Solid hardwood floors have been around for many years. However, more and more manufacturers are switching to wood-engineered floors for various - good - reasons.
This chapter will highlight issues you have to note when purchasing and installing solid wood floors to make sure you end up with the best result possible
Recommended measurements of Solid floorboards and some important rules
Rule of thumb: the width of a solid board should never be wider than 10 times the thickness of the board.
- 20mm thick means 200mm wide maximum, 15mm thick means 150mm wide maximum.
- 'Oversized' boards are very prone to buckle and cup.
Rule of thumb: the location of the Tongue and Groove should be as close to the centre as possible to give the board the best stability. Sold floors with the T&G below the centre are prone to buckle and cup.
The reason given for why the T&G is almost at the bottom of the board: floor can be sanded many times more might sound valid, running the risk of cupped boards before there is ever a need to have the floor sanded outweighs this 'benefit' many times over.
- they are wider than 100mm,
- if the room is not wider than 5 - 6 meter
- and in cases with random length: maximum 15% of the boards are of 'short' lengths - see the article "Three Things DIY Stores Won't Tell You"
Rule of thumb: overall solid floorboards will expand and shrink more than wood-engineered boards. To allow this movement you have to calculate the correct expansion gap needed (and don't fill this gap with cork or anything else!).
Oak floors: for every meter width of the room leave a 4mm gap with a minimum of 10mm. A 2 meter wide area means 10mm gap; a 3 meter wide room needs a 12mm expansion gap.
Make sure your skirting board are thick enough to cover the movement of shrinkage as well - we recommend 18 - 21 mm thick skirting for solid floors.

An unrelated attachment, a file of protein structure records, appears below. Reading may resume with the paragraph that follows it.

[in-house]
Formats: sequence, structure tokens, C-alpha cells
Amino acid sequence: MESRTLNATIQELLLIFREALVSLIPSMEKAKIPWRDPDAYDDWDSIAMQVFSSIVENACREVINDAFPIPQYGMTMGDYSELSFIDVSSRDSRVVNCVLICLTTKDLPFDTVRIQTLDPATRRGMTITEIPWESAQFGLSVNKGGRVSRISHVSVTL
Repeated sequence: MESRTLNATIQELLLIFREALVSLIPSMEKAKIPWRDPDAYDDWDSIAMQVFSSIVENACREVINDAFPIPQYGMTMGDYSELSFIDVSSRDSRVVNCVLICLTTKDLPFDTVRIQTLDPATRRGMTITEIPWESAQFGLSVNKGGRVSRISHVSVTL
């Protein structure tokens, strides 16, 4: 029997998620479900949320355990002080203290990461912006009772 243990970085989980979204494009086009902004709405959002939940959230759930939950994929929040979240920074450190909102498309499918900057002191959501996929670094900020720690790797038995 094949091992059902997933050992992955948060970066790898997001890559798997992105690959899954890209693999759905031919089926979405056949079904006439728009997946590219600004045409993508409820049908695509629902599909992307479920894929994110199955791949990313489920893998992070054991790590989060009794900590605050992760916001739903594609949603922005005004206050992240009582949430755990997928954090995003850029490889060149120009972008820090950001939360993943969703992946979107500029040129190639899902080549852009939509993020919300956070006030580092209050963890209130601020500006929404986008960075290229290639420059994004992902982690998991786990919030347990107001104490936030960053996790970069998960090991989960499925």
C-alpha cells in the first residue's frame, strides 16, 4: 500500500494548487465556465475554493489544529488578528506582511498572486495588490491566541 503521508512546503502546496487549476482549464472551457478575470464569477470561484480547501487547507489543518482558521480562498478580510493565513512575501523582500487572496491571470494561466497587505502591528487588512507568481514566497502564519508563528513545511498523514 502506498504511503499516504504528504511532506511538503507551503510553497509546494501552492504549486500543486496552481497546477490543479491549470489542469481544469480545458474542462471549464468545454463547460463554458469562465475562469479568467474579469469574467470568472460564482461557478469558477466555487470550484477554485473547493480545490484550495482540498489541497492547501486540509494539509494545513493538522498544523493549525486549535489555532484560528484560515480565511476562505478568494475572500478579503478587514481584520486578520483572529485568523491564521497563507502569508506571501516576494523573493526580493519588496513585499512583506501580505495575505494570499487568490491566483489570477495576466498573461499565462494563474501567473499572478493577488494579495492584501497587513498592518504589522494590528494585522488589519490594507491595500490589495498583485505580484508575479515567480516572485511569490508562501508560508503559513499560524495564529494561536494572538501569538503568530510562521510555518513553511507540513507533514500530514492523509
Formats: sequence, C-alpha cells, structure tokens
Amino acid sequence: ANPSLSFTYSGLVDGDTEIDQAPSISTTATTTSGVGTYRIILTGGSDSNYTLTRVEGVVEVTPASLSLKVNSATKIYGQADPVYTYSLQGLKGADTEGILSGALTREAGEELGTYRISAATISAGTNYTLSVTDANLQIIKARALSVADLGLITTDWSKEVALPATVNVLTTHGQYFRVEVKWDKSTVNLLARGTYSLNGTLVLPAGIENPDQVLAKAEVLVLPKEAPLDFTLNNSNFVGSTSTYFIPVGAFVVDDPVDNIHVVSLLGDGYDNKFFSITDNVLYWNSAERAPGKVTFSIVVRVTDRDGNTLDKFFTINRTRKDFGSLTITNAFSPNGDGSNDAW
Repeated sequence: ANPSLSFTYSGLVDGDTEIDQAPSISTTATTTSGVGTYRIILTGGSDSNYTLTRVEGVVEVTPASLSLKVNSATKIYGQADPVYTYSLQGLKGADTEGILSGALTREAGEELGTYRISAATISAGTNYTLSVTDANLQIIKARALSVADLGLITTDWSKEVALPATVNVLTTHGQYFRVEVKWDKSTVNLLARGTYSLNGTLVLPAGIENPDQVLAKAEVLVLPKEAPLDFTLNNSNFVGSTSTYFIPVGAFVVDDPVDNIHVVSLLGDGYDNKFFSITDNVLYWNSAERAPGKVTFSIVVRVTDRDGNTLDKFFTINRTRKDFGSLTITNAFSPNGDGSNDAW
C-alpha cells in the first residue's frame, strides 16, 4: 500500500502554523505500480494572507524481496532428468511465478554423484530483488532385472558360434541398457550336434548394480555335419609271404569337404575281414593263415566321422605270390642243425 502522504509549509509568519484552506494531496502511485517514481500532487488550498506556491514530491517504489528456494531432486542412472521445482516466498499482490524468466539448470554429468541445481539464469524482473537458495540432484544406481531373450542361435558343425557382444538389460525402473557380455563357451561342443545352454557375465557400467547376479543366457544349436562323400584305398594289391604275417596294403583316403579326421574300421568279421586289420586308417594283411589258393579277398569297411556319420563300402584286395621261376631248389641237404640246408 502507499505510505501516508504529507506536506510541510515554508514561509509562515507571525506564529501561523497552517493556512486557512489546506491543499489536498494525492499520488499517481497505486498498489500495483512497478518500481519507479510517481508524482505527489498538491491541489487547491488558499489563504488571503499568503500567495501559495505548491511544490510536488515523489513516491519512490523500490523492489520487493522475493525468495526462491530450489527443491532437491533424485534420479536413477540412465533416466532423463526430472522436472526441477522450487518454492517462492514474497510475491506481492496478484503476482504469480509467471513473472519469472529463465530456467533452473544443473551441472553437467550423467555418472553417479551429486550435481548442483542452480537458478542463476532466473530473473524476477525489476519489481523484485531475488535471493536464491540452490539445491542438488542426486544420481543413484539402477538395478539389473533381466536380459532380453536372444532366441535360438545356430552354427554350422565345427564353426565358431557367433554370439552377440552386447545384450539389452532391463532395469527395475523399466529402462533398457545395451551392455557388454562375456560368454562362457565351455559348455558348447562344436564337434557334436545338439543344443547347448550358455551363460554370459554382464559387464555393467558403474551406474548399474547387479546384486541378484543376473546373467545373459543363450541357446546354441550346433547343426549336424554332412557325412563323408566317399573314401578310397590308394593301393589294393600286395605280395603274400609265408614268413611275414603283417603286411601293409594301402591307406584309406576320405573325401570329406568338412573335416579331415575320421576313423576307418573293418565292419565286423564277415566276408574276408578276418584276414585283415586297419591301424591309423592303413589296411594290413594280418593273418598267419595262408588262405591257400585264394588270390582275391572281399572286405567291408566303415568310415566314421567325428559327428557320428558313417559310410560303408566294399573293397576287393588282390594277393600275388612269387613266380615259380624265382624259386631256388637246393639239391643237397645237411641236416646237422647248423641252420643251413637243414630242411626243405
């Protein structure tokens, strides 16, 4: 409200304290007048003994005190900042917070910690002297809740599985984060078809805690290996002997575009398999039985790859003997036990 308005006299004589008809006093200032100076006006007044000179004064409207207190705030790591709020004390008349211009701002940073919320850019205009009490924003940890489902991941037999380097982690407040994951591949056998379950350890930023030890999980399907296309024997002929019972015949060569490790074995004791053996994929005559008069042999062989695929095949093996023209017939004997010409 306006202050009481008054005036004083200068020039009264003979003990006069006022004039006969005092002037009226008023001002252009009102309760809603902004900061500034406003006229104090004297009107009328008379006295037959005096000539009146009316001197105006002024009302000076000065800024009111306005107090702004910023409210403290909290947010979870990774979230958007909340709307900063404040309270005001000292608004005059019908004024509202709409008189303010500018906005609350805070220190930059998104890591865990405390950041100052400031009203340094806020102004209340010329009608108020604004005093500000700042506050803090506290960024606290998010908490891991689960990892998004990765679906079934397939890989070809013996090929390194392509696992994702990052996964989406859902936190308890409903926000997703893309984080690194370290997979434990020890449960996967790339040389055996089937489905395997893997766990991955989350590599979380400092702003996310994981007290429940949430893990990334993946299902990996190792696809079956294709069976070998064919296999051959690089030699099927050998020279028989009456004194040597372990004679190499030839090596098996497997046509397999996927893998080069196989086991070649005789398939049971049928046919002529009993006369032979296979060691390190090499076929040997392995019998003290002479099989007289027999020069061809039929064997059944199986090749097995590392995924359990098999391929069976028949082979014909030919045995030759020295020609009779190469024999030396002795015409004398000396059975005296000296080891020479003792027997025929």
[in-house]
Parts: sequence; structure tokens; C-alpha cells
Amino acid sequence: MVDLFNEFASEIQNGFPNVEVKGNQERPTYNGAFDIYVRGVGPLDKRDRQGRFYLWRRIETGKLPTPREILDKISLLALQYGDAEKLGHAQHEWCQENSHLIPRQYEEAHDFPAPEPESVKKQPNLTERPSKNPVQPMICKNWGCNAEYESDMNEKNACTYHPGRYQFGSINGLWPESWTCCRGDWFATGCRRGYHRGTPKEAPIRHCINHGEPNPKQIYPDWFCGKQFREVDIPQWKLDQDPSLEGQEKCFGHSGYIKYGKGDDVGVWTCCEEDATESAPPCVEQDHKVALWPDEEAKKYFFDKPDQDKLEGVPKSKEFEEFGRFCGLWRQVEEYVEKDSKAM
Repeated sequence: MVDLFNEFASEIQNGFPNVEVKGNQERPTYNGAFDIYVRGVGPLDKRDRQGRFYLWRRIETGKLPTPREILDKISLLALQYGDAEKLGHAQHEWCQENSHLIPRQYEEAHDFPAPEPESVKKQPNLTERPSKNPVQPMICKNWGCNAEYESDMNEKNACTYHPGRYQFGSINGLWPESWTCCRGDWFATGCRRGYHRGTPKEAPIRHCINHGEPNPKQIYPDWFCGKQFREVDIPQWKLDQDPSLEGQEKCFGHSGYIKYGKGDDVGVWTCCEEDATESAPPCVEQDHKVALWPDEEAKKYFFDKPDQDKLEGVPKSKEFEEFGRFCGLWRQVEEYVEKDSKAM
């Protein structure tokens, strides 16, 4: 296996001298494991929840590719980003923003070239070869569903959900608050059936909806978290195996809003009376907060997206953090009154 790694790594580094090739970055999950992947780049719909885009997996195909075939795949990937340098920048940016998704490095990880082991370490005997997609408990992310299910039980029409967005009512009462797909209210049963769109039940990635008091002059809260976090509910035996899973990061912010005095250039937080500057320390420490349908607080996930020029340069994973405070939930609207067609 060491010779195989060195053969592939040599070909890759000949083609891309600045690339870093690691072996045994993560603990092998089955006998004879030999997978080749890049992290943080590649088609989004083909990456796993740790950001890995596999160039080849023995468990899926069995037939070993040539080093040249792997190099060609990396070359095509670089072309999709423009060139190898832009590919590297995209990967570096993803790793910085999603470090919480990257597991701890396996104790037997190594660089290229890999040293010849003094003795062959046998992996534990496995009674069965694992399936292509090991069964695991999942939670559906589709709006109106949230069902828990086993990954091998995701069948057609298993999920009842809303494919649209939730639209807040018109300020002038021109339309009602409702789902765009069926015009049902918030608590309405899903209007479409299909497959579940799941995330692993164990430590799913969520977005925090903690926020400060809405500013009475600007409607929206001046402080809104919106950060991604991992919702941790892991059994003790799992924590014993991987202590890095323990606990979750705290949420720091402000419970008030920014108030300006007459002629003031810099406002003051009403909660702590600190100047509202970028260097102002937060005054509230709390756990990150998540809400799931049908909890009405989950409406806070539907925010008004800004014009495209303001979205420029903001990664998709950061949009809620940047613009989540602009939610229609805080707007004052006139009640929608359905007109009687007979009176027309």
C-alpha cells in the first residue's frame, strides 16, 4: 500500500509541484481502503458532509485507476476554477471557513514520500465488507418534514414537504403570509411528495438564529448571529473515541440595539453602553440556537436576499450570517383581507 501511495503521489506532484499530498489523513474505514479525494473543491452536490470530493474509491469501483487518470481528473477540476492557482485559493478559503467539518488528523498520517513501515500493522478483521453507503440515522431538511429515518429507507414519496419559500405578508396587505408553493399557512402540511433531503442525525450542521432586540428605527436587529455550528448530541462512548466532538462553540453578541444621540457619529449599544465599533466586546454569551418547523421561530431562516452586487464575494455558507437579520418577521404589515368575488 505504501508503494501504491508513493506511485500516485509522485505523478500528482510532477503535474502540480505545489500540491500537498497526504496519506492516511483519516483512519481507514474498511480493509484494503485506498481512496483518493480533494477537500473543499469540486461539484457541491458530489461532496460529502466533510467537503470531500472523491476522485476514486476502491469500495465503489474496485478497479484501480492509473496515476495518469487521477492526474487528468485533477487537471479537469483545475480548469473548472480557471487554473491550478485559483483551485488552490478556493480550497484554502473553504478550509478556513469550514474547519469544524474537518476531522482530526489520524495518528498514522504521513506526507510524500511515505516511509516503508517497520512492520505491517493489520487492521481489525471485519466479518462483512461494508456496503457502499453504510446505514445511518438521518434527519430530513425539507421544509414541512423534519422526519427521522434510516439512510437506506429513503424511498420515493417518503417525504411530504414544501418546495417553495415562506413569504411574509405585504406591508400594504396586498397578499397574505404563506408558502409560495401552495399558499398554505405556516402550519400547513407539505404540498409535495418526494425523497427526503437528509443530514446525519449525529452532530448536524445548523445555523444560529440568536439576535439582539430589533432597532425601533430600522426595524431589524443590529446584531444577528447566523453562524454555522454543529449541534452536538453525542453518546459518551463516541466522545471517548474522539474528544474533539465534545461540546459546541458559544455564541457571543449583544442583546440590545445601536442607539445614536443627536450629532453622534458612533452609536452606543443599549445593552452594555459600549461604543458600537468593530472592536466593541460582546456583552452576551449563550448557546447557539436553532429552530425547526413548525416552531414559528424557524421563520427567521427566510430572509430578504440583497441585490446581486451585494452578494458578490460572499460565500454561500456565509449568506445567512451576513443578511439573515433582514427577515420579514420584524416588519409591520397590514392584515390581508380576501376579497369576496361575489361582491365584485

Pine boards: 4 - 5mm per meter
Beech - a rather 'nervous' wood type - floors: 7mm per meter
Rule of thumb: moist content of a solid Oak floorboard must be between 8 - 11% when it arrives in your home. Leave solid floors - in their packaging - to acclimatise to your house climate for at least 1 - 2 weeks if they are supplied by a reputable company. (Will you ever know where your floor has been stored when you buy of Ebay?)
Take note in which season you are installing the floor:
winter, when your house climate is rather dry due to central heating effect, add 2mm extra to your calculated expansion gap
Late summer/autumn, when your house climate has a high humidity, your floor will shrink more when the heating season starts, this is a normal effect but don't reduce the standard expansion gap for this reason. It's better to add 2mm to your skirting board thickness (if you need to buy new ones - alternatively use flat beading to cover expansion gaps and leave skirting boards in situ).
General advice: keep the width of solid boards narrow, 150 - 160mm tops, for the best and trouble free result. If you fancy a wider board do select wood-engineered, much safer bet and in the end exactly the same look - you only see the surface of your wood floor - which with wood-engineered floors are definitely from solid wood - anyway.